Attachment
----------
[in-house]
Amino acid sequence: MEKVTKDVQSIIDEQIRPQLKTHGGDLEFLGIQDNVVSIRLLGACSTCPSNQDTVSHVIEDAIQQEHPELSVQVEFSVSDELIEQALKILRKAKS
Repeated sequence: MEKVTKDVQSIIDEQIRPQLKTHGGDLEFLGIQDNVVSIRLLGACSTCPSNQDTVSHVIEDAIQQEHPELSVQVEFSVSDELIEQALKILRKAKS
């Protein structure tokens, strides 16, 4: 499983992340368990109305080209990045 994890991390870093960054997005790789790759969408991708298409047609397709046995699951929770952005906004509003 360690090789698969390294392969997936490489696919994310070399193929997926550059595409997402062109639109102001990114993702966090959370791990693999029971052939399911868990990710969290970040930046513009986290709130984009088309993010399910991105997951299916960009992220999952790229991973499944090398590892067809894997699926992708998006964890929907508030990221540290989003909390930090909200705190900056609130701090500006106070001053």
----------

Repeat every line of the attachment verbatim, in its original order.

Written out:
[in-house]
Amino acid sequence: MEKVTKDVQSIIDEQIRPQLKTHGGDLEFLGIQDNVVSIRLLGACSTCPSNQDTVSHVIEDAIQQEHPELSVQVEFSVSDELIEQALKILRKAKS
Repeated sequence: MEKVTKDVQSIIDEQIRPQLKTHGGDLEFLGIQDNVVSIRLLGACSTCPSNQDTVSHVIEDAIQQEHPELSVQVEFSVSDELIEQALKILRKAKS
């Protein structure tokens, strides 16, 4: 499983992340368990109305080209990045 994890991390870093960054997005790789790759969408991708298409047609397709046995699951929770952005906004509003 360690090789698969390294392969997936490489696919994310070399193929997926550059595409997402062109639109102001990114993702966090959370791990693999029971052939399911868990990710969290970040930046513009986290709130984009088309993010399910991105997951299916960009992220999952790229991973499944090398590892067809894997699926992708998006964890929907508030990221540290989003909390930090909200705190900056609130701090500006106070001053």